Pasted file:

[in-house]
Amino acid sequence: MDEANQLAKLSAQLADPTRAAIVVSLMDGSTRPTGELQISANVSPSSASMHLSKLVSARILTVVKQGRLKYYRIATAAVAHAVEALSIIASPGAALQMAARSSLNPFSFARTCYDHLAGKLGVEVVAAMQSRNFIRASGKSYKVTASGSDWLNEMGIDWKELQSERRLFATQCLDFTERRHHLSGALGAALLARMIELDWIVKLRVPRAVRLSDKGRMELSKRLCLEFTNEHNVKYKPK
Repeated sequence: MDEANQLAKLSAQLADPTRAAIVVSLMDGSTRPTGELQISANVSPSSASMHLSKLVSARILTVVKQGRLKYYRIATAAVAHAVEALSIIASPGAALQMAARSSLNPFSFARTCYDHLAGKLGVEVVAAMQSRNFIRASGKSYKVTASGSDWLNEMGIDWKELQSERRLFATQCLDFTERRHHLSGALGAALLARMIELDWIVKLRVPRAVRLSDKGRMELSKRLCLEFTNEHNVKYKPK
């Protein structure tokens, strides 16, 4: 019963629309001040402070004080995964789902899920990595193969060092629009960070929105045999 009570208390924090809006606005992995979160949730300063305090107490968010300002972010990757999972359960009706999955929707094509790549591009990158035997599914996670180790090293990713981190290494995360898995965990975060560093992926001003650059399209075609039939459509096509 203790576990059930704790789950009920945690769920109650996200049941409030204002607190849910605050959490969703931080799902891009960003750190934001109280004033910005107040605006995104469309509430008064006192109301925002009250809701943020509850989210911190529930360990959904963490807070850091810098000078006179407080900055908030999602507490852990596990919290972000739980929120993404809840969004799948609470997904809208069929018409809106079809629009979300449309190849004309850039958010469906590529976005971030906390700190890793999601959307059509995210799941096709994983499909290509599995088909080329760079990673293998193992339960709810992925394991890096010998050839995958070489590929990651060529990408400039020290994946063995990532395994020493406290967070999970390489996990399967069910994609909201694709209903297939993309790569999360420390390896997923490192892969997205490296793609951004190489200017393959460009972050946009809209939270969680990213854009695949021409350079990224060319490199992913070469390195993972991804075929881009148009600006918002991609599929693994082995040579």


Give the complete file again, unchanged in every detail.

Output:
[in-house]
Amino acid sequence: MDEANQLAKLSAQLADPTRAAIVVSLMDGSTRPTGELQISANVSPSSASMHLSKLVSARILTVVKQGRLKYYRIATAAVAHAVEALSIIASPGAALQMAARSSLNPFSFARTCYDHLAGKLGVEVVAAMQSRNFIRASGKSYKVTASGSDWLNEMGIDWKELQSERRLFATQCLDFTERRHHLSGALGAALLARMIELDWIVKLRVPRAVRLSDKGRMELSKRLCLEFTNEHNVKYKPK
Repeated sequence: MDEANQLAKLSAQLADPTRAAIVVSLMDGSTRPTGELQISANVSPSSASMHLSKLVSARILTVVKQGRLKYYRIATAAVAHAVEALSIIASPGAALQMAARSSLNPFSFARTCYDHLAGKLGVEVVAAMQSRNFIRASGKSYKVTASGSDWLNEMGIDWKELQSERRLFATQCLDFTERRHHLSGALGAALLARMIELDWIVKLRVPRAVRLSDKGRMELSKRLCLEFTNEHNVKYKPK
């Protein structure tokens, strides 16, 4: 019963629309001040402070004080995964789902899920990595193969060092629009960070929105045999 009570208390924090809006606005992995979160949730300063305090107490968010300002972010990757999972359960009706999955929707094509790549591009990158035997599914996670180790090293990713981190290494995360898995965990975060560093992926001003650059399209075609039939459509096509 203790576990059930704790789950009920945690769920109650996200049941409030204002607190849910605050959490969703931080799902891009960003750190934001109280004033910005107040605006995104469309509430008064006192109301925002009250809701943020509850989210911190529930360990959904963490807070850091810098000078006179407080900055908030999602507490852990596990919290972000739980929120993404809840969004799948609470997904809208069929018409809106079809629009979300449309190849004309850039958010469906590529976005971030906390700190890793999601959307059509995210799941096709994983499909290509599995088909080329760079990673293998193992339960709810992925394991890096010998050839995958070489590929990651060529990408400039020290994946063995990532395994020493406290967070999970390489996990399967069910994609909201694709209903297939993309790569999360420390390896997923490192892969997205490296793609951004190489200017393959460009972050946009809209939270969680990213854009695949021409350079990224060319490199992913070469390195993972991804075929881009148009600006918002991609599929693994082995040579």